Bob Rich, director of research projects at Reebok, notes that shoes change the way forces are applied to the foot during movement. In some circumstances, the shoe acts as a lever that forces the foot to move unnaturally, resulting in discomfort or injury.
“Good shoe design can reduce this unintended levering and create a more comfortable shoe for the athlete,” says Rich. “It all starts in the heel, where a well-designed heel bevel or compliant [soft] material will provide a natural landing of the heel and a smooth transition to the forefoot.”
According to Rich, new fabrics, as well as advances in technology and design features, can promote healthy feet. For example, Reebok’s Kinetic Fit System incorporates stretchable panels in the shoe’s upper that allow the shoe to move naturally in relation to the foot.
Moreover, many shoes now offer breathable mesh uppers and/or anti-microbial materials that create a better thermal environment inside the shoe to keep feet cooler and drier. These new materials, when combined with improved wicking linings, keep feet cooler on hot days by “air conditioning” the foot’s environment to reduce moisture that creates friction and, eventually, blisters. The materials also provide an anti-microbial function to reduce fungus-related conditions, such as athlete’s foot, that thrive in moist environments.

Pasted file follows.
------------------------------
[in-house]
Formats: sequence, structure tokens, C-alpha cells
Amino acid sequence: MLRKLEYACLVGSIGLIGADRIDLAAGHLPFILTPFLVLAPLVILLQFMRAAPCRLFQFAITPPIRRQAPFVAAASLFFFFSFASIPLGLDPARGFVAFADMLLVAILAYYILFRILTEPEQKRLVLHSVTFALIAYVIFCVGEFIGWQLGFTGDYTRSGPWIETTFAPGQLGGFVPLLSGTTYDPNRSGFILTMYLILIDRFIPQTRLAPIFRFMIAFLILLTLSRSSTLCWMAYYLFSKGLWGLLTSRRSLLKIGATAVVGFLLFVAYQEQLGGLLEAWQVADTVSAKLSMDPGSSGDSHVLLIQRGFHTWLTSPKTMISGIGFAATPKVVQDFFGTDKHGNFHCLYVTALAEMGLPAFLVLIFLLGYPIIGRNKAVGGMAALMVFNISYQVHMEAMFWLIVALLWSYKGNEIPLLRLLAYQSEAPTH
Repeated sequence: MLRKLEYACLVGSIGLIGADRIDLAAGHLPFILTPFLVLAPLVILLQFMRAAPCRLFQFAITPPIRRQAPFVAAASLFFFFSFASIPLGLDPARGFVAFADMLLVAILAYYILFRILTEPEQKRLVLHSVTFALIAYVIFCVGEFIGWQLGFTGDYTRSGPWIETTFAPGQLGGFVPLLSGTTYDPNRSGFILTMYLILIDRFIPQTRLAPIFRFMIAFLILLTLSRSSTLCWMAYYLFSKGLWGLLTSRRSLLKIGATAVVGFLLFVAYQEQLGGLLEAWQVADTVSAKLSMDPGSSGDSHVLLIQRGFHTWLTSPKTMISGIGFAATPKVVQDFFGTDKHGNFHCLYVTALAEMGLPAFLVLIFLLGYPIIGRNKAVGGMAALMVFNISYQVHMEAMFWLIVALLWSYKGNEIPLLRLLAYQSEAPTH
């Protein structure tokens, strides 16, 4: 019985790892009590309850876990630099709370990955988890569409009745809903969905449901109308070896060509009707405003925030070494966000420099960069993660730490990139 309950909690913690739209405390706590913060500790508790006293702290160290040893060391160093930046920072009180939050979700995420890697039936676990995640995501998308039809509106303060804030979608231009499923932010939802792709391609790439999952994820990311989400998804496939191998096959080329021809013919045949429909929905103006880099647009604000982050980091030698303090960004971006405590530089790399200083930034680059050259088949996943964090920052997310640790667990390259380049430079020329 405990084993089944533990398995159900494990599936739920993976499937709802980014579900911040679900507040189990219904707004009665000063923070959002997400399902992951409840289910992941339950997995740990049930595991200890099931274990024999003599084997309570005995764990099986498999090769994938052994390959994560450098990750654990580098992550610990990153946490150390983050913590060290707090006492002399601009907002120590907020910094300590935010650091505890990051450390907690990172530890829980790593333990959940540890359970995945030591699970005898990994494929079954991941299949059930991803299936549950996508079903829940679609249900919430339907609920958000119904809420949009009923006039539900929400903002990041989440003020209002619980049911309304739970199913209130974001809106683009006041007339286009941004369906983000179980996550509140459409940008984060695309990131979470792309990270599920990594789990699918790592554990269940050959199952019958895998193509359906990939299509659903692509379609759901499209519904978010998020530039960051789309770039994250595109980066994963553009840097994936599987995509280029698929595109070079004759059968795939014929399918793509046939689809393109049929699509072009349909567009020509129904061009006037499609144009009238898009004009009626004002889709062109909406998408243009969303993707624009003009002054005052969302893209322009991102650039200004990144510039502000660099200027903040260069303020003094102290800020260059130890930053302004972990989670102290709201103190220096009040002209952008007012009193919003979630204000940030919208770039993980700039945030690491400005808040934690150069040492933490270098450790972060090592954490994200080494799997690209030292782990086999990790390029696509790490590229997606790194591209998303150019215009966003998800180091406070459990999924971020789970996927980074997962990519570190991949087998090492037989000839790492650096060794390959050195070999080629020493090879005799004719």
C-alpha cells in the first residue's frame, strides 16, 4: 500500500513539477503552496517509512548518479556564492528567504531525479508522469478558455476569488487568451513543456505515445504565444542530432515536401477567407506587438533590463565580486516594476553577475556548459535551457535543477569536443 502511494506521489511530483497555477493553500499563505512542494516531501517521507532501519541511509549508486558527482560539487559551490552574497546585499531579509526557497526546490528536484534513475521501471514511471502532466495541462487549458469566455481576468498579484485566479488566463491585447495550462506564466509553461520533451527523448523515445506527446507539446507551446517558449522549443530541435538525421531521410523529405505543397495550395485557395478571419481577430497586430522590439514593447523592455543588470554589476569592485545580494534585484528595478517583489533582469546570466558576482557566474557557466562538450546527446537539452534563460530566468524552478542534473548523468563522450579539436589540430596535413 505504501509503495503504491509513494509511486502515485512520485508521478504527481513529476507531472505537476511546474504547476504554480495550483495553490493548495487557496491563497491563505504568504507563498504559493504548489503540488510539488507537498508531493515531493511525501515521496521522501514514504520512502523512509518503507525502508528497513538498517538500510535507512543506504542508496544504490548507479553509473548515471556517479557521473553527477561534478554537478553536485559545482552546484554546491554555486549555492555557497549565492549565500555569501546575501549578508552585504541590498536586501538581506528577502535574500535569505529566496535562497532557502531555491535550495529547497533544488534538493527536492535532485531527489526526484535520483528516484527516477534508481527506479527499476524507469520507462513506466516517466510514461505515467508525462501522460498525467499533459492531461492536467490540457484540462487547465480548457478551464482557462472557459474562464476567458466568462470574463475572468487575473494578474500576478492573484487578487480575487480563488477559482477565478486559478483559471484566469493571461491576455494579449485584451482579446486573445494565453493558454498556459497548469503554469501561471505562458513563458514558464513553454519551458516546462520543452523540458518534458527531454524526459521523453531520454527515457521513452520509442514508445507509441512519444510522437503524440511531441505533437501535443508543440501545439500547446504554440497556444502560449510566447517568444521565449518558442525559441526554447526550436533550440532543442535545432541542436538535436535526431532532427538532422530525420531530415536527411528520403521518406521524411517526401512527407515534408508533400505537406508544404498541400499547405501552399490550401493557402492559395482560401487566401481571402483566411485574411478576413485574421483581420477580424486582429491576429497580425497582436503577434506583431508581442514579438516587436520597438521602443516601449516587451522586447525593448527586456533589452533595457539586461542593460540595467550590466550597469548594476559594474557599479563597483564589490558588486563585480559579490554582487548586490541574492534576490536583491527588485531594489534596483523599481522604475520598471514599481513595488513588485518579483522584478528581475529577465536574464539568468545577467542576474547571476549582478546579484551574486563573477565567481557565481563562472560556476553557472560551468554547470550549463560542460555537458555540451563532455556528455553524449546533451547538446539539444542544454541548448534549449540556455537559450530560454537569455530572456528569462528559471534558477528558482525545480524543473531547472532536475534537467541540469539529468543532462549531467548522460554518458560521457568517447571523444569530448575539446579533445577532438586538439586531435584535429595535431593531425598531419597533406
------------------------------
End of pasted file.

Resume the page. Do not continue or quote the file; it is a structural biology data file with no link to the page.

In colder temperatures, waterproof/breath able fabrications help keep feet warmer and dryer. Some shoes also incorporate insoles and inner linings made with copper or silver threading to thwart fungus-friendly conditions.
In addition to new materials, last shapes and footbeds, unique innovations such as memory foams, heat-moldable insoles, and seamless uppers are making for a more comfortable, pain-free fit.
Also new on the market are thermally welded overlays that support the shoe upper, reduce stitch lines, and are better-positioned to reduce irritating friction at key pressure points on the foot. Stretch fabrics–including Asics Bio-Morphic and Reebok Kinetic Fit System–enhance the ergonomic fit of the shoe and relieve pressure that can lead to bunions or calluses.
Experts agree that there are several foot problems–such as blisters, caused by friction between the foot and the shoe–that properly constructed and fitted footwear can help alleviate. Properly fitted footwear can also be used to address plantar fasciitis–a common condition that involves the inflammation of the plantar fascia, a thick, tough band of connective tissue that originates on the heel bone and travels the entire length of the foot to insert on the small bones of all five toes. Footwear with motion control features, such as a proper heel counter and a dual-density midsole, as well as good underfoot cushioning and midfoot support, can help reduce the stress on the plantar fascia.